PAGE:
The question of whether underspending on a phase is a good reason to depart from a budget has come under the spotlight again after a costs judge ruled that it was not.
It is an area of law that seems ripe for determination by a higher court after Master Brown in the Senior Courts Costs Office explicitly supported the decision earlier this year of District Judge Lumb, the regional costs judge in Birmingham.
Both judges disagreed with the decision last year of Salmon v Barts by His Honour Judge Dight – in which he sat with Master Brown as assessor. HHJ Dight noted that, whilst Master Brown agreed with him on the outcome of the appeal, he did not necessarily agree with the route by which he reached it.
Ruling last week in Utting v City College Norwich  EWHC B20 (Costs) – an employer’s liability claim that settled for £300,000 – Master Brown explained that he found there was good reason to depart in Salmon “because the assumptions upon which the budget had been prepared were not fulfilled”.
But when it came to an underspend, he agreed with DJ Lumb in Chapman that, if this were a good reason for departing from a budget, “it would be liable to substantially undermine the effectiveness of cost budgeting”.
Master Brown explained: “Solicitors who had acted efficiently and kept costs within budget would find their costs subject to detailed assessment, whereas less efficient solicitors who exceeded the budget would, absent any other ‘good reason’, receive the budgeted sum and avoid detailed assessment.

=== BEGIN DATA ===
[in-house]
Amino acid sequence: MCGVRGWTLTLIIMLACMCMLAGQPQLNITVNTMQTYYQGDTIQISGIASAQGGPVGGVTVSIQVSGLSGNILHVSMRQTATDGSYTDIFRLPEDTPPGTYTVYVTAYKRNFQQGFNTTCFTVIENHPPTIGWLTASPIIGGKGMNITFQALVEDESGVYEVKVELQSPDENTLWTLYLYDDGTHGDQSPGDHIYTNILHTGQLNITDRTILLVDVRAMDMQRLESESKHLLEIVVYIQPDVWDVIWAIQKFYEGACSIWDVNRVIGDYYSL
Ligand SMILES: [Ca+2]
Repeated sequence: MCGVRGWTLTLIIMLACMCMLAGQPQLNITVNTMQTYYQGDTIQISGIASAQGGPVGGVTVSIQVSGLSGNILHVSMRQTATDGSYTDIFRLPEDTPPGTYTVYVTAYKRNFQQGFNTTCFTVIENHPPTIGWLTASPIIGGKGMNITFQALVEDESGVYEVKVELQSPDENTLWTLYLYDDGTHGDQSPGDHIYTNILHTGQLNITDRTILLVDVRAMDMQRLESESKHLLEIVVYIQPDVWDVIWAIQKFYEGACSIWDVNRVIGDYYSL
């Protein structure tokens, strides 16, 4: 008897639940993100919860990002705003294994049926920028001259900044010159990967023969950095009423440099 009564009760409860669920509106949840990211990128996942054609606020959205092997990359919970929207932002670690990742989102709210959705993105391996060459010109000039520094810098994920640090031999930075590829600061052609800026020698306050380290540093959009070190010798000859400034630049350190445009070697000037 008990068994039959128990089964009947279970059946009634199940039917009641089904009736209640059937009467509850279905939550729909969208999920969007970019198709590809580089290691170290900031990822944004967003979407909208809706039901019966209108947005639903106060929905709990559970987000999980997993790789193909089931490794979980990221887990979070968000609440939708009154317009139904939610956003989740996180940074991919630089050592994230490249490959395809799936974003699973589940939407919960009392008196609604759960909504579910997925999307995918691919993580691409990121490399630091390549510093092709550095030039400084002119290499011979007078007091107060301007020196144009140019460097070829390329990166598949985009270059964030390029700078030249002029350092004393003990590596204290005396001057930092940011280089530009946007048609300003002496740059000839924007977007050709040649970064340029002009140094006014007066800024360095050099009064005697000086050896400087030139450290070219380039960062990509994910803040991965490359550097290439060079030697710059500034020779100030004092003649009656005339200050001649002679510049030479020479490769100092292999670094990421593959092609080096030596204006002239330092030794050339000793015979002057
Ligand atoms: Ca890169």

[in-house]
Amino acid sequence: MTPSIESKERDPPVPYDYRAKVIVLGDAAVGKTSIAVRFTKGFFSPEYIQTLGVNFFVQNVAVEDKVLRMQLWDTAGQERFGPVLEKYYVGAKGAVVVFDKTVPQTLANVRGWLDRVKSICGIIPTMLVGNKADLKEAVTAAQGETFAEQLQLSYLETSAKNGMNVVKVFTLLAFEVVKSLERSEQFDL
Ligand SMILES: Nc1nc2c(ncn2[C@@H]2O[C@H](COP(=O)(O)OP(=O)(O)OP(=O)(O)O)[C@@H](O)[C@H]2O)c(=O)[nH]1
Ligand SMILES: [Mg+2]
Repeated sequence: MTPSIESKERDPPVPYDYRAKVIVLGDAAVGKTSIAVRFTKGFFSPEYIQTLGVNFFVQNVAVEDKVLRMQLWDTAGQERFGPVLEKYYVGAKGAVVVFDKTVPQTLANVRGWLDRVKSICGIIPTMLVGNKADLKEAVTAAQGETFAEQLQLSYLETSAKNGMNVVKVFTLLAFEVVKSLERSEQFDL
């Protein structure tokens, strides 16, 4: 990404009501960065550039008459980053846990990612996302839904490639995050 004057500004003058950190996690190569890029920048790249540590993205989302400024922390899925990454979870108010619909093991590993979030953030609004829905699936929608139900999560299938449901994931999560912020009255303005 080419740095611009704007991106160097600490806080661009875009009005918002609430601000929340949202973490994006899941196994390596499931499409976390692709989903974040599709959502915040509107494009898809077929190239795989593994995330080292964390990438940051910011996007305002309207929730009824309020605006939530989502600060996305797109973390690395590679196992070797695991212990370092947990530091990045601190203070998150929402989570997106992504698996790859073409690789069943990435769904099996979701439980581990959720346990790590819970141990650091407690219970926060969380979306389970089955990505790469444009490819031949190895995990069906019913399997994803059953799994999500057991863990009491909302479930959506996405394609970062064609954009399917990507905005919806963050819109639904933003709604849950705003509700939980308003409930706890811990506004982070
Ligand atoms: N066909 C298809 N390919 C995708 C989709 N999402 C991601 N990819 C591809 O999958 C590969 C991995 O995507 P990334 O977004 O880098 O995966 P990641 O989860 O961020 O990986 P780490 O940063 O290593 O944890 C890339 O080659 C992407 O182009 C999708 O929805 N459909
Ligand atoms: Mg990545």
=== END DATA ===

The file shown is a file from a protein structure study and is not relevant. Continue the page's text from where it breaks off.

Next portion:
“There is however nothing per se unjust if a receiving party were to receive a sum by way of costs which is less than the budgeted sum.
“This is, of course, to be contrasted with the situation where a phase is not substantially completed, where it would, to my mind, be unjust for a receiving party to receive the full amount of a budgeted sum in circumstances where only a modest amount of the expected work had been done.”
Master Brown questioned the way HHJ Dight reached his conclusion by relying on obiter comment in the Court of Appeal’s 2017 ruling in Harrison, which set the ‘good reason’ benchmark.
Master Brown said the approach of DJ Lumb was more consistent with the general reasoning which underpinned Harrison, “in particular that one of the perceived benefits of cost budgeting is that the need for, and scope of, detailed assessments would be reduced”.
This aim was liable to be thwarted if underspend could of itself be a good reason.
Even if he was wrong on this, Master Brown said it would not be appropriate to reduce the sums claimed for the underspent phases.
“I could see no proper basis for having a line-by-line assessment in respect of these phases. The sums claimed fall within those sums which were agreed or approved as reasonable and proportionate for the work to be done.
“Inevitably budgets are not produced with a degree of precision that can be applied in a detailed assessment; but I do not see that as a justification for having a line-by-line assessment: indeed it seems to be incompatible with the aims of costs budgeting.”